History, Evolution, and The Darwin Debate

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The issue of the tragic genre

November 8th, 2015 · No Comments


The idea of reviving the tragic genre invokes the near impossible, so it is a great idea to ponder, in practice the idea may not work, in the original form of a blank verse tragedy. The issue is bound up in a larger mystery, and has a mysterious signature going back to antiquity. It is no accident the genre revives in the early modern and then disappears again. None of the Romantic poetes could quite figure out why. George Steiner struggles with the question in The Death of Tragedy but doesn’t fully solve the enigma.
We should be aware of this decline, but perhaps not expect to create a new tragic genre. It could happen at any time, in principle, however/maybe…

I think that the eonic muses have moved on to something else, for the nonce, and without that boost the genre will stay in limbo. I think however the exercise indicated is one of many that is useful as a substitute: the study of the early modern and the current modern. We don’t need to succeed at creating a blank verse tragedy (there is no public theatre for such a thing): rather we can study the question and its curious enigma, that is enough, along with a warning that our linguistic resources are constantly redoing. The ancient click languages such as ‘San’, or in the example below Xoo, we see langauges with 128 consonant phonemes, including click sounds (83).

One has to wonder if human language hasn’t declined in the ages since the dawn of man. Studying the eonic effect reminds us that languages often show a peak poet/linguistic state at the dawn of their transitions.
And this is related to the issue of consciousness and its various grades or octanes. Man is now beset with a default mechanical consciousness, but we have to wonder, in all the confusion over the question of consciousness and ‘enlightenment’, if early man didn’t show all states of consciousness quite frequently. That enlightenment is really man’s natural state is a suspicion one gets from seeing how achieving it is so frequently futile: it can’t be sought for, it is already there…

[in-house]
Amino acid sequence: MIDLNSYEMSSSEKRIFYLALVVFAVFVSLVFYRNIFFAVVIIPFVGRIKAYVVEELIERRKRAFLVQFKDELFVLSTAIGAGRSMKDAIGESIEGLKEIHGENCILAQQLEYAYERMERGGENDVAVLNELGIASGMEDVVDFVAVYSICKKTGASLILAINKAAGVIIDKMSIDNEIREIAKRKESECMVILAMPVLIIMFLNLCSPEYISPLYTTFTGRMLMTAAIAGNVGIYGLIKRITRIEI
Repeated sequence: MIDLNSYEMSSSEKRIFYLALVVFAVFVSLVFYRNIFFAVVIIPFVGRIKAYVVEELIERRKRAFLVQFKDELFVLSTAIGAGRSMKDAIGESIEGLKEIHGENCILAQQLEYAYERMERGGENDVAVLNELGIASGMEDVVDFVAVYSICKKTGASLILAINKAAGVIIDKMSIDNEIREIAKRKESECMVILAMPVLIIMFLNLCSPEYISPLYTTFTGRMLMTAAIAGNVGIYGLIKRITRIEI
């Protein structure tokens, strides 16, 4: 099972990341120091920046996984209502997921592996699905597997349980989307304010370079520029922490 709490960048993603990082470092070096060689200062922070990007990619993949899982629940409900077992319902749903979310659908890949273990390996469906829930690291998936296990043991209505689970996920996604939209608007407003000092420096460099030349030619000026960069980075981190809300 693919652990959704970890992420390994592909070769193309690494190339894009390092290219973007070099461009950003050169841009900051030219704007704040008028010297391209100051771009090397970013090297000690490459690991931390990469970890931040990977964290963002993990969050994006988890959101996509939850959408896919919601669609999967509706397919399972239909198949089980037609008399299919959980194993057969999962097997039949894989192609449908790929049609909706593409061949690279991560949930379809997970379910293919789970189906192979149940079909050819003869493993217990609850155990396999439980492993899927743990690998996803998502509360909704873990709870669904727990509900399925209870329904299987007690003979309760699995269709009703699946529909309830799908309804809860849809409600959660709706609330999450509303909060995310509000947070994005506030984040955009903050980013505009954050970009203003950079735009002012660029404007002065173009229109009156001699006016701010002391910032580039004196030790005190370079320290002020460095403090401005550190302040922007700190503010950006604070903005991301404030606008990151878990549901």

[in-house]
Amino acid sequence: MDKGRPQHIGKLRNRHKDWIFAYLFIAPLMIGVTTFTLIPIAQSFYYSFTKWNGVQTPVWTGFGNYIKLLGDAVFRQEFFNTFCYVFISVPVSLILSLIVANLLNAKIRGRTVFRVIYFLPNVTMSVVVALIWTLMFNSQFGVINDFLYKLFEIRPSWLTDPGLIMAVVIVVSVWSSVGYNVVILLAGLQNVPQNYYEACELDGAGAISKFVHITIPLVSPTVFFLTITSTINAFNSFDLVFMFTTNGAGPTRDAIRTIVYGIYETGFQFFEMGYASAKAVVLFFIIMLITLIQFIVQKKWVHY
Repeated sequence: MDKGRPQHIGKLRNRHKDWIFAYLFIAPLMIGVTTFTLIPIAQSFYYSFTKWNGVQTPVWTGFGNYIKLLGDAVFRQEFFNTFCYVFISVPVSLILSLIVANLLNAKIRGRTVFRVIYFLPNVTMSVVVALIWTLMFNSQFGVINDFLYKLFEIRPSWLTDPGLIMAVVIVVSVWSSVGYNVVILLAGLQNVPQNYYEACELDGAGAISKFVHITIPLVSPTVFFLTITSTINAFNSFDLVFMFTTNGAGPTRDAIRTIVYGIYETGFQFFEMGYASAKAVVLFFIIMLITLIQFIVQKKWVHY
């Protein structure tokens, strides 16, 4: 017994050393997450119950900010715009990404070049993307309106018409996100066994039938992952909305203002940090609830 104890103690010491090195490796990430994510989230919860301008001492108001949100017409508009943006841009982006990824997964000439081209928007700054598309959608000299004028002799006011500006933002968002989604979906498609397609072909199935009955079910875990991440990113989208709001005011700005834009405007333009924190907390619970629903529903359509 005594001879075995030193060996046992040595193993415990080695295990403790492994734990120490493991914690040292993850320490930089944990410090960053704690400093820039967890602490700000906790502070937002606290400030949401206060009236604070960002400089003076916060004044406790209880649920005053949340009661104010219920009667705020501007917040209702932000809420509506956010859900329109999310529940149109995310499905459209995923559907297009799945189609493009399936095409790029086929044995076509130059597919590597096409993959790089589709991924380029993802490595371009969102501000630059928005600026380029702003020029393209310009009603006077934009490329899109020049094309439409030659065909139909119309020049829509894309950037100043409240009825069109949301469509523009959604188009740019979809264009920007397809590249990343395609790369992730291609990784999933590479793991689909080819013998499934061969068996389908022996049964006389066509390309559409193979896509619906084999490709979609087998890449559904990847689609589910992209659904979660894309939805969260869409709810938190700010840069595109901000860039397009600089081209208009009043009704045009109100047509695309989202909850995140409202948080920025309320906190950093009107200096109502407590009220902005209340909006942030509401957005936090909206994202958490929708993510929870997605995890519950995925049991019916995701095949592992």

The contrary idea is that entities start with low consciousness and evolve to higher, but while that might be true at the level of the progression of species, it seems that the dawn of homo sapiens shows the ‘evolution’ or jump to the final state, and it is not the genetic evolution we are used to. That could be the result of consciousness being an enigma of another kind, something related to the non-dual puzzle of ‘consciousness’ and quantum physics, now the subject of much new age speculation,… etc…more later…

The issue of tragedy is perhaps a wild goose chase: when the moment is ripe, it is all very easy, and just happens.

In any case, the new age idea of ‘spiritual evolution’ is misleading, I suspect. We are already fully evolved buddhas in embryo, complete with ‘enlightenment’. We seem to have fallen into mechanization of consciousness created by historical misfortune, social conditioning, or what?


No, my cat didn’t just walk over the keyboard, it’s a language indeed, of the Taa family, spoken in Botswana and Namibia. It belongs to the Khoisan group of languages, a lose group of partly unrelated languages in southern Africa, known otherwise as “click languages”. Almost extinct, though. !Xóõ (pronounced roughly like *click*khowng) is described as having 128 different consonant phonemes (Chinese and Abkhaz suddenly appear really easy, don’t they?), 83 of them being different kinds of click-sounds. If you know the movie “The Gods Must Be Crazy”, they bushmen use a similar language there. In addition to the incredible number of – for Europeans totally exotic – click sounds, they also have other exotic consonants, like ejectives and uvular sounds, which also appear in Abkhaz and Adyghe, but they have more vowels, too, and length distinction, and nasalized vowels, and tone as well, sometimes also features like breathy voice or creaky voice or pharyngealized vowels. So the name of the language is pronounced with a click sound, followed by a velar fricative as in Scottish loch, and ends with a long high-tone nasalized o-vowel, in IPA: [k??x????] or something like that. So it’s really hard to pronounce and to hear for the untrained ear. And the grammar? They have perhaps one or two dozen of nominal classes (similar to genders) for their nouns, and verbs agree with the nouns, they have quite a complex sentence structure with loads of particles marking this and that, etc. So all in all, these Khoisan languages, spoken in the cradle of all mankind, sound totally alien to us! You might want to search for Nama or Khoekhoe (the largest “click” language, and official language of Namibia) on YouTube.

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